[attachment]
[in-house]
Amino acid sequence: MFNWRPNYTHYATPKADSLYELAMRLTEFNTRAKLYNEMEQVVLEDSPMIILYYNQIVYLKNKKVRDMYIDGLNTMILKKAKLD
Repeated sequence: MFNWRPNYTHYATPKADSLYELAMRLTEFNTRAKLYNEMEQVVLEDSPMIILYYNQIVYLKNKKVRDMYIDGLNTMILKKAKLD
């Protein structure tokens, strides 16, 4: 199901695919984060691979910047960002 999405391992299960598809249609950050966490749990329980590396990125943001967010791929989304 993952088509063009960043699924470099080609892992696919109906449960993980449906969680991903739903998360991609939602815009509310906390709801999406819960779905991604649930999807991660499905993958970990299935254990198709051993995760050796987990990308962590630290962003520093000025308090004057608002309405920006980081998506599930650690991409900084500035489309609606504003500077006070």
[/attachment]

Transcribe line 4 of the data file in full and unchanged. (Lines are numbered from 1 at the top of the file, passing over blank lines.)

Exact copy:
């Protein structure tokens, strides 16, 4: 199901695919984060691979910047960002 999405391992299960598809249609950050966490749990329980590396990125943001967010791929989304 993952088509063009960043699924470099080609892992696919109906449960993980449906969680991903739903998360991609939602815009509310906390709801999406819960779905991604649930999807991660499905993958970990299935254990198709051993995760050796987990990308962590630290962003520093000025308090004057608002309405920006980081998506599930650690991409900084500035489309609606504003500077006070």